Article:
Hard Choices on Energy
WHY THERE’S NO SUCH THING AS A FREE LUNCH
In May, our planet passed a major milestone: the average concentration of CO2; is now four hundred parts per million and rising. Most climate scientists believe that beyond four hundred fifty ppm, we may see catastrophic effects from rising sea levels and melting Arctic glaciers. In response to such predictions, calls are being heard for an immediate and complete shift to clean energy. But as I tell my Tufts students who routinely picket the White House and campaign for fossil fuel divestment, there is no free lunch. Every energy source comes with economic and environmental tradeoffs. That means society has to make smart choices about which energy sources to tap.
Energy demand is rising rapidly, driven by population growth and the aspirations of billions of developing-world residents for a modern standard of living. Where will all this new energy come from? Nuclear power? While nuclear emits no carbon, it is hardly a panacea—as Japan has learned. After the Fukushima disaster, Japan shut down all but two of its fifty nuclear power plants. Now Japan has to import more oil and gas to make up for the lost energy, worsening its recession.
The health liabilities of fossil fuels are at least as high as those of nuclear. The American Lung Association estimates that air pollution from power plants in the United States kills about thirteen thousand people a year. Nuclear accidents have not killed anywhere near this number. Natural gas is cleaner than coal, and new discoveries of shale gas are revolutionizing the U.S. energy industry. That’s a good thing. Unfortunately, the large-scale fracking that releases such gas threatens to pollute groundwater sources. Solar and wind—beautiful clean energy sources—are expensive and not quite suitable for producing base load power, the amount of power that must be produced to meet demand at all hours (as distinct from peak load). Large-scale hydropower is no longer a viable option, in view of the deforestation, inundation of large areas, and population displacement that have accompanied projects like China’s Three Gorges Dam.
Clearly, the answer must be a mix of energy sources. As portfolio managers admonish: diversify, diversify. Existing hydropower and nuclear may provide base load generation, while smaller-scale gas, wind, and solar can be harnessed for peak loads where available. Coal, which, thanks to its carbon and particulate emissions, is the most lethal energy source, may be slowly phased out as emission standards become more stringent worldwide, a process already under way in the United States.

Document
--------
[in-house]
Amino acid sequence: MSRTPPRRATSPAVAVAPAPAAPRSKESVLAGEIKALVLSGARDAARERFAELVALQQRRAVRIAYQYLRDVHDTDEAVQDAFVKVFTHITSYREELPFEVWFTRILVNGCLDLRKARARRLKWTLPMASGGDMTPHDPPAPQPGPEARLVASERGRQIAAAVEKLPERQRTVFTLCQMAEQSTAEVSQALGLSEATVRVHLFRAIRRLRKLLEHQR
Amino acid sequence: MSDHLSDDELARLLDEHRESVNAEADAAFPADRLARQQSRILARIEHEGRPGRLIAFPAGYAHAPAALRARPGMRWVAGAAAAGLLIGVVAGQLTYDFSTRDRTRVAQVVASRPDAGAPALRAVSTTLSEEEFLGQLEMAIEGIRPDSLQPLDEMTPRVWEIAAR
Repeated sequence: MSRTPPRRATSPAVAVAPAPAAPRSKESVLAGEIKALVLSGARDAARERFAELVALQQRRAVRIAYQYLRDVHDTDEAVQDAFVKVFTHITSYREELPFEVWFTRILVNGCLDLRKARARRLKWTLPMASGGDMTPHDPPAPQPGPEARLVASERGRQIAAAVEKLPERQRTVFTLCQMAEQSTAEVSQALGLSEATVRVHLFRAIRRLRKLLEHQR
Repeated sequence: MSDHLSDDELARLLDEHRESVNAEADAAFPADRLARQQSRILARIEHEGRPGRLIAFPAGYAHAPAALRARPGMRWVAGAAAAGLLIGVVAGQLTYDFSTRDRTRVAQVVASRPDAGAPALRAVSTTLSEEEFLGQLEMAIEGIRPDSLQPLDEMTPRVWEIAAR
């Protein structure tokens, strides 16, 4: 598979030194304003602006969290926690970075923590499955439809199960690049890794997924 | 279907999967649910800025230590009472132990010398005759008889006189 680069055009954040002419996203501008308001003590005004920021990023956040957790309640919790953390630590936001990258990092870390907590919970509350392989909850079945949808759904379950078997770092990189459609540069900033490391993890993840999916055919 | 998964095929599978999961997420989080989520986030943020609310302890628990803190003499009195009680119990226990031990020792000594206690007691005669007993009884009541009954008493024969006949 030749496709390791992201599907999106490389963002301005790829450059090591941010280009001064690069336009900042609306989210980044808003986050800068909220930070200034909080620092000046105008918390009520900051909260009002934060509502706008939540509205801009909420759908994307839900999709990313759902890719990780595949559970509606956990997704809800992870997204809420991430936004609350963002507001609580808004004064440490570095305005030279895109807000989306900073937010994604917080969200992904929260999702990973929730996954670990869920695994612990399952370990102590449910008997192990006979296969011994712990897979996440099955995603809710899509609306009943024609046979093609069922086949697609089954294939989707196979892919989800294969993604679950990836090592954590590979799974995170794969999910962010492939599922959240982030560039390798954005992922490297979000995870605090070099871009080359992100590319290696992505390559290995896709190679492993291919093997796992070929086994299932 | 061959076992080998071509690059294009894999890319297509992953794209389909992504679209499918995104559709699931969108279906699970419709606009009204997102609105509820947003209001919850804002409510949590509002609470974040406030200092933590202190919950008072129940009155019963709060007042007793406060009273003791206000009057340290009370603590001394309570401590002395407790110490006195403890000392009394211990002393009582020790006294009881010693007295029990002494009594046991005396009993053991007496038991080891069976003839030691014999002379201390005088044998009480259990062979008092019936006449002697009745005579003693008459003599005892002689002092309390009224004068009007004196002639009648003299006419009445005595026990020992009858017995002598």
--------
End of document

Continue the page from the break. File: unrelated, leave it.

For the developed world, these shifts to clean energy sources may be relatively painless. In such countries, the demand for a cleaner environment is strong, and the economic impacts of clean energy—which is inevitably costlier—have less serious consequences.
Not so in the developing world, where hundreds of millions of people live below the poverty line, making less than two dollars a day. For these countries, energy transitions have a bigger impact. In India, home to four hundred million poor people, farmers pay a low flat rate for electricity and enjoy highly subsidized rates for diesel. Both are used to run irrigation pumps. As a consequence, there has been an explosion in pump irrigation driven by cheap energy, with adverse effects on the groundwater table. Of course, this has resulted in higher food production and food security, and millions of small farmers have resisted the urge to abandon farming and move to slums in cities like Delhi and Mumbai. The downside of these power subsidies, though, is that private and public energy firms lose money, and new firms do not enter the energy sector. Not surprisingly, the demand for power outstrips capacity, leading to outages and lost productivity.
China, meanwhile, faces its own energy tradeoffs. One reason the country’s products are so competitive in the world economy is that they are produced with cheap energy. Tighter regulation of pollution will increase the cost of power generation, which in turn will boost the prices of Chinese products and reduce exports. This is a major concern to the Chinese leadership.
Countering these entrenched interests are the developing world’s rising urban and rural middle classes, which have lately become vocal about the high cost of pollution. Environmental movements in these countries have begun attracting the notice of political leaders in the developing world. China, for example, is starting a carbon cap-and-trade program in several cities. India’s courts are forcing public buses and taxis to switch from diesel to cleaner compressed natural gas, with measurable improvements in air quality.
These are promising trends that need to be nurtured and supported. But their effects will not be felt overnight. At best, we can expect a gradual transition toward a cleaner energy mix.
Ujjayant Chakravorty, professor of economics at Tufts, is a fellow at the Toulouse School of Economics and at the European economic research group CESifo.